• Extreme wide shots. Shows the whole entire scene of an event, location, or story. These shots give viewers information about where the story takes place. They set the scene and give context early on in a story.
  • Very wide shots. Shows less background and shows the subject in the large scene. The subject is barely visible.
  • Wide shots. Shows the whole subject so the visual emphasis is on the subject rather than the background.
  • Mid shots. Shows the subject even closer, but a bit of the scene is still visible in the frame.
  • Medium close-up shots. Shows the subject even closer and the subject’s features and expressions are more of the focus.
  • Close-up shots. Shows the subject’s head to shoulder area.
  • Extreme close-up shots. Shows only the subject in the frame, such as the subject’s eyes and nose.
  • Cut-in shots. Shows some other part of the main subject, not the face and shoulders.
  • Cutaway shots. B-roll that is used as transitions between shots or to add information not offered by shots of the main subject or scene.
  • Point-of-view shots. Shows a scene from the subject’s perspective such that you feel like you are in their shoes.

 

Optional: Camera movement techniques. Camera movements are more advanced production techniques. They may not work out well if you do not have a high-quality video camera. Thus, I would avoid these techniques unless you have prior experinece with video or unless you have a high-quality video camear. If you decide to use camea movements, see the techniques below:

  • Zooming: Going from wide-angle to close-up or vice versa.
  • Panning: Moving the camera horizontally.
  • Tilts: Moving the camera vertically.
  • Tracking: Moving the camera around accordingly to track the subject.

 

Composition concerns: Give headroom so the interviewee has space above their head during the shot. Avoid distractions in the background of shots. Remember the rule of thirds still!

3. Post-Production (The Editing Process)

Editing programs. You have access to Adobe Premiere Elements in this lab, CR 207, as well as Ross Hall 423 (next to my office) and the IT building computer lab. However, you are free to use another editing program, such as iMovie, FinalCutPro, or Windows Movie Maker. Adobe Premiere and FinalCutPro are the industry standards for video editing. iMovie is pretty good for being a standard software on a MacBook. Windows Movie Maker is pretty awful and I don’t recommend it unless you have no other options. Also, consider downloading  a trial version of Adobe Premiere.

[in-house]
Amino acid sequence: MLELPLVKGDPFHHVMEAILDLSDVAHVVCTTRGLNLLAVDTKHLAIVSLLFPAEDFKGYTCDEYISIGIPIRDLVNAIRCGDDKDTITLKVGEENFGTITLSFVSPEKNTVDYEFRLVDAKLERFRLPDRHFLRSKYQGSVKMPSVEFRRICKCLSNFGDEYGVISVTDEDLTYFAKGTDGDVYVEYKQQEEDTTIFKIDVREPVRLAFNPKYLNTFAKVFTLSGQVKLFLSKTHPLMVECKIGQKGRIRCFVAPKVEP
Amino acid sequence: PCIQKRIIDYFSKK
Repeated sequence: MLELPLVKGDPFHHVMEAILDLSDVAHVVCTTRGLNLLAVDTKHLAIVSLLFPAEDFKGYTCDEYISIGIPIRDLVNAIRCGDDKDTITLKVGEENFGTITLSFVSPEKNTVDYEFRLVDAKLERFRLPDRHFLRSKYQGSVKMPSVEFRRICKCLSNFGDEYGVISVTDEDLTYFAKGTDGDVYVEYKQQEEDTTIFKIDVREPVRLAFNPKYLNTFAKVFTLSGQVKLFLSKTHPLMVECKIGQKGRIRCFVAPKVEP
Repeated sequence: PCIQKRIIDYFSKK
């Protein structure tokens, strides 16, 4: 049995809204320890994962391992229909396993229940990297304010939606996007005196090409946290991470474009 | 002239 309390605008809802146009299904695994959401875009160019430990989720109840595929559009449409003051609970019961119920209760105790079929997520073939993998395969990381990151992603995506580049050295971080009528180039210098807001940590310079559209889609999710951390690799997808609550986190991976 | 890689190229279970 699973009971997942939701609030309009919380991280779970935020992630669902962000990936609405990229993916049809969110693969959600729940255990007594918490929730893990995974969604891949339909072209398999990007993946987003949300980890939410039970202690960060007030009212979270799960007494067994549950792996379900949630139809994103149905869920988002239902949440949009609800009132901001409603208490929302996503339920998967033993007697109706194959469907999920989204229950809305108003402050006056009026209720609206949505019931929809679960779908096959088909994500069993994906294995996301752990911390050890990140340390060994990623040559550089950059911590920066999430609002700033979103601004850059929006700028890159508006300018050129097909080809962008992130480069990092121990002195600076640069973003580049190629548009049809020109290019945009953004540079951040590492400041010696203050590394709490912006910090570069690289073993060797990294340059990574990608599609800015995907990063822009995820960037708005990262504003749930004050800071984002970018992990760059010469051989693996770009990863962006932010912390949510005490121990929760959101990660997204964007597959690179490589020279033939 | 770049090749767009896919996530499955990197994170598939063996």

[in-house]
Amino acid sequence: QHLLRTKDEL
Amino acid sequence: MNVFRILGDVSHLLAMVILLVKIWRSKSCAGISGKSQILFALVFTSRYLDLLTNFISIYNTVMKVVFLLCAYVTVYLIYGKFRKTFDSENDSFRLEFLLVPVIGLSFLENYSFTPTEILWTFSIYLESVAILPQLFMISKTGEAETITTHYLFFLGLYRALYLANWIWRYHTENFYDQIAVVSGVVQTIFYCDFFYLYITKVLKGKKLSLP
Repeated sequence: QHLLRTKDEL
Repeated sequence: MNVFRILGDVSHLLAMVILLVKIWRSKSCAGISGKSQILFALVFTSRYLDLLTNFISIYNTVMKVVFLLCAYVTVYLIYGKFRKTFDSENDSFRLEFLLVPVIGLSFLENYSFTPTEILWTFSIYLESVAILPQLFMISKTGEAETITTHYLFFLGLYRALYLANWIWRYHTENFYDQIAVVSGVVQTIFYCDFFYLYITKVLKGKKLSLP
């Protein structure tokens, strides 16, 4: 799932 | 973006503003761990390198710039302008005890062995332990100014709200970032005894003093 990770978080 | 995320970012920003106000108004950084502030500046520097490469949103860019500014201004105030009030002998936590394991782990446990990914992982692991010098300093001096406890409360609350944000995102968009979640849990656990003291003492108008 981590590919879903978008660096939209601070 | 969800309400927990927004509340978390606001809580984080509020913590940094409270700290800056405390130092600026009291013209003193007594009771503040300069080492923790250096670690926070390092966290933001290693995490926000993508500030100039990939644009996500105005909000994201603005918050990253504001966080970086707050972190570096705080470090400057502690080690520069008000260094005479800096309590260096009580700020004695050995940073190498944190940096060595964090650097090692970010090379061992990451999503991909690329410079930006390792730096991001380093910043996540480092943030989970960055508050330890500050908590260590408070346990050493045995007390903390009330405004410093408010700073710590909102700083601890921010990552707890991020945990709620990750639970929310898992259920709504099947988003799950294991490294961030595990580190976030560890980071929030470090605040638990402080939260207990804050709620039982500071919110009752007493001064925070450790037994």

Conceptual Editing. You want to brainstorm and plan out your story before you begin with technical editing. You want to have the story flow ironed out first. If you’re stuck, think about how you’d tell a friend your story. What did you start with? What else did you tell your friend? How does the story end? Also, search for sound bites that address the who, what, where, when, why, how, and so what.

The video editing process is similar to the audio editing process. Remember the tips associated with audio editing.

Keep your story focused — it’s supposed to be about 2-4 minutes.

Project Requirements

Below are the main points you need to consider while working on your project. I will use these elements to evaluate your work.

  • At least 2 sources
  • At least 5 seconds of ambient noise, natural sound, or music
  • Video is between 2 and 4 minutes
  • Video shots are diverse (see camera shots and camera movements above)
  • Speakers are introduced with titles and/or the speaker self-identifies themselves and/or the reporter identifies the speaker
  • Story has a beginning, middle, and end
  • Editing is smooth

 

Video Storytelling Examples From Past Classes

Example of Journalistic Approach to a Non-Event Story with Reporter Narration – Zachary Laux and Cameron Patey
Online Gaming

Example of Journalistic Approach to a Non-Event Story Without Reporter Narration – Nic Behnke and Shane Staley
Snowy Range – New Terrain Park

Example of Journalistic Approach to an Event Story without Reporter Narration – Tiffany Le Gal and Anna Rader
MLK Jr. Days of Dialogue/March @ University of Wyoming